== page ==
Good Virtualization Citizenship

Michael Vizard

Not too long ago, during the early days of client/server computing when application performance was so dependent on the network, we used to talk about whether an application was a good network citizen. If too much code ran on one side of the network or the other, chances are there would be an imbalance that would put too much pressure on the network. Applications that didn't take that into account were referred to as bad network citizens.

With virtualization today, we hear a lot of poor application performance. What nobody is really 100 percent sure about yet is whether this is because of the I/O overhead generated by the virtual machines, or are the applications themselves just bad virtualization citizens.

Barry Zane, CTO of ParAccel, a provider of a massively parallel processing database, believes that poor virtual machine performance has a lot more to do with the way the application is built than it does with the virtual machines themselves. To back up that perspective, ParAccel today announced that it has achieved the fastest 1 TB TPC benchmark ever running is massively parallel database on top of VMware vSphere 4. That new benchmark record, the company said, attains database load times that are 8.7 times faster than the previous record holder using 37 percent fewer servers. Specifically, an 80-node cluster of ParAccel's PADB version 2.5 consolidated on 40 DL380 servers from Hewlett-Packard running VMware vSphere 4 achieved 1,316,882 Composite Queries per Hour (QphH) at 1,000 GB, a price/performance of U.S. $.70/QphH.

Now the value of a benchmark is in the eye of the beholder. But Zane notes that his company's database runs faster on top of virtual machine software that it does on some physical servers running some forms of Linux. He attributes that to the fact that VMware, for example, does a much better job managing I/O throughput than some of the work that has gone into Linux.

Whatever the reason, Zane says that when it comes to virtualization, the real name of the game to is avoid swapping memory. Virtual machines are obviously hungry for memory, but if properly managed they don't present a performance issue. The key phrase there is "properly managed," because what virtual machines will do is expose a poorly designed application pretty quickly.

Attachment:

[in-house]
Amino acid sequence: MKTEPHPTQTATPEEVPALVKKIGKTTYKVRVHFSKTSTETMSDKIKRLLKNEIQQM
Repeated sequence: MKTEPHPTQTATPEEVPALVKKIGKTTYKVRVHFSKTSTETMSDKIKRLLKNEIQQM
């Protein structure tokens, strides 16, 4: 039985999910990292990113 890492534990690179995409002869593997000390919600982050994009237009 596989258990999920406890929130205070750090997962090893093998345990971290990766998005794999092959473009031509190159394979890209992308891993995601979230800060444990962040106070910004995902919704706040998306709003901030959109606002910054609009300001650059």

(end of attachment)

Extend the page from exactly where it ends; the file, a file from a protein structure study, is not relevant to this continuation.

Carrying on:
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Oct 29, 2010 11:10 PM Luke Vorster Luke Vorster  says:
In my humble opinion, we still haven't overcome the software crisis from the tail end of the previous millenium... It doesn't matter what machine you use - it's how you use it. There are many types of machine, and many types of language (and programming paradigms), because there is simply no silver bullet. The complexity of internet apps, HPC apps, and 'infinitely scalable' cloud-based apps is the real problem. We have the vehicle, but no idea (really) how it differs from its predecessors. We don't even know if it is, in fact, any different! I am a fan of the latter notion: and, as far as I can tell, interconnects and data busses (I/O) are always behind processing power... the degradation in performance of mapping an app to the wrong machine can be drastic! I am not so sure that sustaining 'continuous growth' is something we can only obtain via clouds and grids within our organisations. I believe it is the inter-operability of all computation platforms, and the case-by-case selection as the environment changes. "applications will most likely run faster on modern virtual machine infrastructure than they do natively on legacy operating systems"... Maybe, but we are surely not talking about systems that have HPC requirements. virtual machines offer a good general solution for most codes, so a large set of apps will run faster even if they have been badly thought out... There is so much work still to be done before virtual technology can 'proxy' the characteristics and techniques of all high performance technology.... I mean, take the Connection Machine, or the GPGPU, or the Cell processor, or the FPGA, for example. . . I will change my mind iff a virtual machine system, or cloud platform, actually make it to the Top500 in a competitive sense. I foresee a trend of accelerating virtual technologies with 'peripheral' HPC systems... i.e. the cloud is a machine, so we should treat it like one - optimise where we have to and can afford to. There is no way anyone can afford to optimise every aspect of a computation machine for all cases. The result being much the same as time-sharing system from decades ago - they end up not being so universally sharable by all. So the back-lash is to own our own resources,,, and round and round we go as per... Mission critical is not a generally solvable space - the bar raises as we can do more - it will always be out of scope of general solutions, virtualisation included. Reply

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